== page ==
What is The Injury and Illness Prevention Program?

What is The Injury and Illness Prevention Program?

All employers in California are required to develop and maintain an effective program that meets the standards of Cal/OSHA’s Injury and Illness Prevention Program (IIPP) regulation.

Read on to learn more about Cal/OSHA’s Injury and Illness Prevention Program regulation.

Program Requirements

Your employer’s IIPP must be stated in writing and needs to state in specific terms what they are doing in all of the following areas:

  • Responsibility
    • The name(s) and/or job title(s) of the person or people who are authorized and tasked with executing the program.
  • Compliance
    • A written network designed to assure obedience with safe and healthy work customs.
  • Communication
    • Procedure to communicate using a form that is easily understandable by employees regarding safety and health concerns. This may comprise of meetings, trainings, postings, written communications, and a labor-management safety and health committee. Employers need to motivate employees to assess and communicate hazards without worrying about retaliation. If an employer utilizes a labor-management committee to communicate health and safety concerns with employees, they‘ll need to meet specific requirements indicated in the IIPP regulation.
  • Hazard Assessment
    • Methods to establish and assess workplace dangers, which include regular inspections.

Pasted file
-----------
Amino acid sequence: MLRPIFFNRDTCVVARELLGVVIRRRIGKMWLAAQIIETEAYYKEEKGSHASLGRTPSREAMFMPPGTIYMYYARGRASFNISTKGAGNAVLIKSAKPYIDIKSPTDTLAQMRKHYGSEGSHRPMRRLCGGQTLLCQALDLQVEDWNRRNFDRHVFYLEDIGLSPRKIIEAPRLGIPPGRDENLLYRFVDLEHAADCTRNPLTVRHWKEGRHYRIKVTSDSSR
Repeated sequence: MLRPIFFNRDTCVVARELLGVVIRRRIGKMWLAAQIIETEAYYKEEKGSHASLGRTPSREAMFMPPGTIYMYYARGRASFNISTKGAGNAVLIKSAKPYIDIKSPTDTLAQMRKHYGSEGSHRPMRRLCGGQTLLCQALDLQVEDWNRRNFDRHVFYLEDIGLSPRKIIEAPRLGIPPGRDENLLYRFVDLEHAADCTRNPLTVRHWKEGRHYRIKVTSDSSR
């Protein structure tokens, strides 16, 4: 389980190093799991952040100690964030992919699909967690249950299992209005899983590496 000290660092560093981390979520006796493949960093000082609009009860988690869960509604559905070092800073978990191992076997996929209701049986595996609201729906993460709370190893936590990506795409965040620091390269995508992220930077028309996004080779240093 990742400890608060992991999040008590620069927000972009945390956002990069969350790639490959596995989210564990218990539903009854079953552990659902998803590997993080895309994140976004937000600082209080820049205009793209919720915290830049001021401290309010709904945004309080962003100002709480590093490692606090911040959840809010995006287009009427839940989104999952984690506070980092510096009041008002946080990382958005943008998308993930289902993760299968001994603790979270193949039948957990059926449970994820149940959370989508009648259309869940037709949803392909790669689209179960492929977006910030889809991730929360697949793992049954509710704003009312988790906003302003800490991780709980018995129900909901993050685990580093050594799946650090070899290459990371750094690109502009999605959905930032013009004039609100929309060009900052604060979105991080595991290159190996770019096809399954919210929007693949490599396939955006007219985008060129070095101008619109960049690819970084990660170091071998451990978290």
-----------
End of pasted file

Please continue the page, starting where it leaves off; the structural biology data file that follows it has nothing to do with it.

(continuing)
• Accident or Exposure Investigation
    • Methods to investigate work-related injuries and illnesses.
  • Hazard Correction
    • Processes and protocols to remedy dangerous or unhealthy working conditions in a prompt fashion.
  • Training and Instruction
    • Useful system to instruct employees about customary safe working practices and dangers particularized for every job role, written in a language that employees are able to comprehend.
  • Recordkeeping
    • Composed documents regarding the steps your employer has taken in order to initiate and execute the IIPP.

You can find the particular requirements for an IIPP in the California Code of Regulations, title 8, section 3203. You may also find the requirements on the home page of the Department of Industrial Relations.

We’re Here to Help

If you believe your rights as a California employee have been violated, you may be able to recover compensation. Our attorneys at Marder Employment Law have helped many other people attain justice, and we can help you, too. Don’t hesitate to contact our attorneys with any questions you may have right away.

Contact our Monterey County employment law attorney today at (888) 796-4010 to schedule a consultation!